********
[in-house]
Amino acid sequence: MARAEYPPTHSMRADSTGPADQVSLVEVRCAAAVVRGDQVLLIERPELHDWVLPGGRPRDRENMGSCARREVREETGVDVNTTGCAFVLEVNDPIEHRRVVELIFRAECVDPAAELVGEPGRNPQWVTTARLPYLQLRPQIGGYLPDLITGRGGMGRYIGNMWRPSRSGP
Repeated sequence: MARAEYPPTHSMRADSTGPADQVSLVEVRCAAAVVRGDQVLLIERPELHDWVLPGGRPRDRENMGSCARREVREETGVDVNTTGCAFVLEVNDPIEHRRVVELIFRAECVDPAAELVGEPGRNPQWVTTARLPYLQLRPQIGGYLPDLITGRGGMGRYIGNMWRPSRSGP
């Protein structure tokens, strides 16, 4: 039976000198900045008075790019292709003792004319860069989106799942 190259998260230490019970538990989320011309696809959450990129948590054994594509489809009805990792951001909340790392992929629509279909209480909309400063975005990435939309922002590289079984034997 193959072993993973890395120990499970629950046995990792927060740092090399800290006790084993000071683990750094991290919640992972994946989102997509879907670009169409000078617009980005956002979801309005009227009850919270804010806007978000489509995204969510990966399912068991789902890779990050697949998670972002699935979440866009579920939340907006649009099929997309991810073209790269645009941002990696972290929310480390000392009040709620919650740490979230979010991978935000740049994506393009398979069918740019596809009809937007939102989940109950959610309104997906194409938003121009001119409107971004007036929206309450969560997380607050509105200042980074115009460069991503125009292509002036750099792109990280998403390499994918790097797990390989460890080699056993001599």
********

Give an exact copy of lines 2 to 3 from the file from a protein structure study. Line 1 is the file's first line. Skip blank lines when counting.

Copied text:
Amino acid sequence: MARAEYPPTHSMRADSTGPADQVSLVEVRCAAAVVRGDQVLLIERPELHDWVLPGGRPRDRENMGSCARREVREETGVDVNTTGCAFVLEVNDPIEHRRVVELIFRAECVDPAAELVGEPGRNPQWVTTARLPYLQLRPQIGGYLPDLITGRGGMGRYIGNMWRPSRSGP
Repeated sequence: MARAEYPPTHSMRADSTGPADQVSLVEVRCAAAVVRGDQVLLIERPELHDWVLPGGRPRDRENMGSCARREVREETGVDVNTTGCAFVLEVNDPIEHRRVVELIFRAECVDPAAELVGEPGRNPQWVTTARLPYLQLRPQIGGYLPDLITGRGGMGRYIGNMWRPSRSGP